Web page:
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Posts Tagged ‘Madeleine Albright’

Who was your favorite speaker of 2009? Madeleine Albright, Michael Pollan, David Petraeus, or Nicholas Kristof? Please take a moment to let us know by visiting our poll.

If your favorite is not listed here, please let us know in a comment.

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2009 has been an amazing year at the World Affairs Council. Here’s a collection of highlights from just a few of our engaging speakers, including Nicholas Kristof, Michael Pollan, and Madeleine Albright.

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Earlier this month, we hosted a very special evening honoring the work of former US Secretary of State Madeleine Albright and her three daughters – Katie, Anne, and Alice. Each has devoted her life to service in a uniquely meaningful way, and their closeness is evident throughout the program. Jane Wales, our President and CEO, engaged the Albrights on how the ideals of community and service are shared across generations.

Madeleine learned early in life that personal integrity stems from an unwavering commitment to values. Growing up during the war in Czechoslovakia she learned from her father, a Czech diplomat, the importance of knowledge and service. Madeleine later shaped her own career of social impact in a time when gender was often an obstacle. Together, the women of the Albright family offer a powerful, living example of the idea that each of us should strive not just to maintain our place in the world, but to improve the world through our personal and professional contributions.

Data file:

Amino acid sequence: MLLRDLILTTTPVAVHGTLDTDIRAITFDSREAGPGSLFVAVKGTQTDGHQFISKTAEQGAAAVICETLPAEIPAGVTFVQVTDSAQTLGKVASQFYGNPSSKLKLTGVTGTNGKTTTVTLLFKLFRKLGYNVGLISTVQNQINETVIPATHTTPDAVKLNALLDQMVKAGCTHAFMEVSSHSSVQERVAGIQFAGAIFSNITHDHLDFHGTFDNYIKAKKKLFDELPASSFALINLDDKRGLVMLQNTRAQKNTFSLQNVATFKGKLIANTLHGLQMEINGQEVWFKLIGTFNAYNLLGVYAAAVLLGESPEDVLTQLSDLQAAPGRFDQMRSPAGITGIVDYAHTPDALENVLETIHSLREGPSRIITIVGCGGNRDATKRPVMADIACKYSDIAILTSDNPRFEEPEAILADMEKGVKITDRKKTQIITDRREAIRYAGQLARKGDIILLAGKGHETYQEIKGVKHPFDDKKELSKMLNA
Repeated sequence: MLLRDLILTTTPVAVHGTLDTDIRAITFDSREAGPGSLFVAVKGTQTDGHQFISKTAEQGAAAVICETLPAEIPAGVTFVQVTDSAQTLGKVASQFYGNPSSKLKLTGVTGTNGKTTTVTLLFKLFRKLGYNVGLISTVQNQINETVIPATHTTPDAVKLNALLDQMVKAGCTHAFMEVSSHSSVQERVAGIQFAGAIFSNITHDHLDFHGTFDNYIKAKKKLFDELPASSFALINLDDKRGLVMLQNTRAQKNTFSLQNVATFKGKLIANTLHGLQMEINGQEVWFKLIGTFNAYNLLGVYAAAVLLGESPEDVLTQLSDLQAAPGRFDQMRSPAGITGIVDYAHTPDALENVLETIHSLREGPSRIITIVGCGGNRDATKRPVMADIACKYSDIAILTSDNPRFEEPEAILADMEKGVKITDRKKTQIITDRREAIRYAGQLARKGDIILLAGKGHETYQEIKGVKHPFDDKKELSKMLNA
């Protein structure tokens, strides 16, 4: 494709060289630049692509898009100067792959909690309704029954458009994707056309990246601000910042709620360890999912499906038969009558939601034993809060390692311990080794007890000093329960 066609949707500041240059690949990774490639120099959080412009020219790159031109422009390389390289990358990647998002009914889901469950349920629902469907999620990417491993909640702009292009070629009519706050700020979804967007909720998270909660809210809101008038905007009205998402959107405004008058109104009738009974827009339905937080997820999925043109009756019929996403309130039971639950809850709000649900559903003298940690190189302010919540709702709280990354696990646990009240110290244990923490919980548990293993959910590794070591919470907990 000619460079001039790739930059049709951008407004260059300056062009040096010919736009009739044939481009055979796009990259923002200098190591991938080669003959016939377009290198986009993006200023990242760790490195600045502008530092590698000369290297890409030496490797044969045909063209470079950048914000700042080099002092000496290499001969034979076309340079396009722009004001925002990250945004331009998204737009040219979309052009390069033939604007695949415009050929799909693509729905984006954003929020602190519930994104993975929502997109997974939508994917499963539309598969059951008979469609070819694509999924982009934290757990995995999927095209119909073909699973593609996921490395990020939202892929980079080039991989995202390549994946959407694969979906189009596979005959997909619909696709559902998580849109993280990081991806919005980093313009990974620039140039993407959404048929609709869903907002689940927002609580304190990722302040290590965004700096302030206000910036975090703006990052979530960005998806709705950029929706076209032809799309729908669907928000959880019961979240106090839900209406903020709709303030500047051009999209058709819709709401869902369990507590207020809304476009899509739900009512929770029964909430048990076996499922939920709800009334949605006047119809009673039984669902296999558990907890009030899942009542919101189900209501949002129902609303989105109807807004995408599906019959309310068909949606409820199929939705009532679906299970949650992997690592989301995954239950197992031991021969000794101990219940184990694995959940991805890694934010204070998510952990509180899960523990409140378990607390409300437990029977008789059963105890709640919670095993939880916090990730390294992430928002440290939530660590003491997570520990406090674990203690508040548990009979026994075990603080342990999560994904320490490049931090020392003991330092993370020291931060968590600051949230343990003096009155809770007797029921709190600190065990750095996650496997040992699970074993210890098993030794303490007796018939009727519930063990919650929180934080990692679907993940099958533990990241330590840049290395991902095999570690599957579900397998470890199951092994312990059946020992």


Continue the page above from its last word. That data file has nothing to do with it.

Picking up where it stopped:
It was a truly inspirational evening, and we are grateful to the Albright women for sharing their stories. Watch highlights from the program below, and listen to the full audio program here.

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Today, the Council on Foreign Relations hosted the first session of the Center for Preventative Action Symposium on preventative priorities for the next administration. Madeleine K. Albright, Principal, The Albright Group and former U.S. Secretary of State, moderated the event with CFR President Richard N. Haass. Interestingly, panels throughout the day did not focus heavily on the global financial crisis, threats posed by Al-Qaeda, wars in Iraq or Afghanistan, Iranian or North Korean nuclear ambitions, climate change, or any other major threats that the news has focused on so heavily. Rather, the day focused on the importance of crisis prevention – of anticipating threats not even yet on the horizon, rather than on immediate issues. Madeleine Albright and other panelists make a thought-provoking case.

Watch the event here.

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